Digital Power Tools (Embracing Geekdom)

A few months back, I did a podcast with Dom Goucher where we talked about some of the “ninja” tools and tips that we use to make our workdays easier and more productive.

Watch the PreneurCast Podcast on ‘Learn to Use the Tools You’ve Got’.

It’s about 50 minutes long, so I thought I’d condense the main tips into an article.

Yes, some of it is a little on the geeky side, but I’m reliably informed that geeky is the new sexy.

That might be a misquote.

Anyway, let’s get into it.

Swapping Applications

I’m starting with an obvious one, but there will be some people who haven’t come across this shortcut before.

Basically, you hold down the “Alt” key (“Command” key if you’re using a Mac), tap the “Tab” key, and a list of all the running applications will appear in the middle of the screen. Keep tapping “Tab” (while still holding down the “Alt” or “Command” key), and you can scroll through the open applications until you get to the one you want.

Bonus Tip: If you’re using the latest version of Windows, trying using the “Windows” key instead of the “Alt” key for a flashier version of the same technique.

File Organisation

Filing documents on your hard drive properly is a challenge. Even if you start out on a new machine with good intentions, creating lots of tidy folders and grouping files together in a logical order, it’s not long before the sheer volume of data makes finding something again almost impossible.

This is because most people neglect the most important aspect of file organisation…

The name that you give to the individual files.

You might, for example, think you’re pretty smart in creating a folder for receipts for online purchases, but how are you going to find the receipt for that kettle you bought last year when every file looks like this…

Unless you can remember the exact date that you made the purchase, you’re going to struggle.

What you should have done, was to save each file using a name that properly describes the contents.  If, for example, you’d called the filename of the receipt for your kettle:

amazon_kettle_June2011…

Do you think that might make it easier to find?

Along the same lines, a simple trick is to create three-letter codes that represent different projects, and then include that code in every file that is related to that project, whatever type of file it is. Not only does that help your overall organisation, it also makes the files easy to find, even years later, by simply entering the three-letter code into your computer’s “search” facility.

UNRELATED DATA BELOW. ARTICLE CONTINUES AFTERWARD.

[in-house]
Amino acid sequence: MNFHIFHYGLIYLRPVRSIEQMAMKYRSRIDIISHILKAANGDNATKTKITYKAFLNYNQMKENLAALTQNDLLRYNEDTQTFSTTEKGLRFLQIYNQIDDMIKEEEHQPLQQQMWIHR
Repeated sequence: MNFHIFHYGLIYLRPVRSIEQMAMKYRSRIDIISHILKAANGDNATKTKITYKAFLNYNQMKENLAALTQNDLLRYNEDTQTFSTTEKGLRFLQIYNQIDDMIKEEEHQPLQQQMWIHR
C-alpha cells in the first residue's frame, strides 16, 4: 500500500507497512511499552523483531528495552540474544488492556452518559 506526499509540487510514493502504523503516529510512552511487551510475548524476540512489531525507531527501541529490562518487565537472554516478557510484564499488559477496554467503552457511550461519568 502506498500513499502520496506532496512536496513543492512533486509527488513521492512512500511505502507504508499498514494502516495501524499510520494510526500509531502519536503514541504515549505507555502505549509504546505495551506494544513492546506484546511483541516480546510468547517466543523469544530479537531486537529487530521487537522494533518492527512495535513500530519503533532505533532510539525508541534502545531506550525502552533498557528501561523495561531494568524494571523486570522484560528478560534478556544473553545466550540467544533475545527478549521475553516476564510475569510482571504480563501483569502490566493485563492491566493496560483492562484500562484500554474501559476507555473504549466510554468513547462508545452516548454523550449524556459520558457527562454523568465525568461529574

You can come up with your own system for creating logical filenames, but it’s a really good habit to get into that most people never figure out.

This is evidenced by the number of CVs that employers receive called… you guessed it…

CV.doc

What they should be receiving is a document called…

PeteWilliams_CV_May2012.doc

Once you realise the sense in creating descriptive filenames and you start to put it into practice, you’ll wonder why you didn’t begin sooner.

Email Organisation

I discussed email management in a previous article (see “Managing Your Inbox” article), so I’m not going to rehash it here, except to follow on from the previous section by pointing out that you can also include your three-letter codes in the subject lines of your emails, to make filing and sorting that much easier.

Teach your team of employees and outsourcers to use the three-letter codes in their correspondence to you and then use your email software filters to automatically place emails into the correct folders.

Backup Everything

It doesn’t matter how smart you think you are, no one is immune to the danger of accidentally damaging or deleting content (see www.wimp.com/storydeleted, for a really scary example).

If you’re not backing up your hard drive on a regular, preferably daily basis, you’re basically collecting petrol in cans under your office and wandering around with a lit cigarette.

Sooner or later, your business is going to go up in smoke.

The funny thing (and it’s not really funny) is that you’ll never fully appreciate how much you take for granted the software, data and settings that you have on your computer, until the day you lose them all.

Better not to find out the hard way, so back up everything to an external drive, or use an online service.

You can buy a 2-terabyte hard drive from Amazon for about $100, or take a look at services such as Mozy (www.mozy.com), Dropbox (www.dropbox.com) or Amazon S3 (http://aws.amazon.com/s3/).

Use What You’ve Got

One of the quickest ways to get more out of your computer is to learn how to use the software you already own.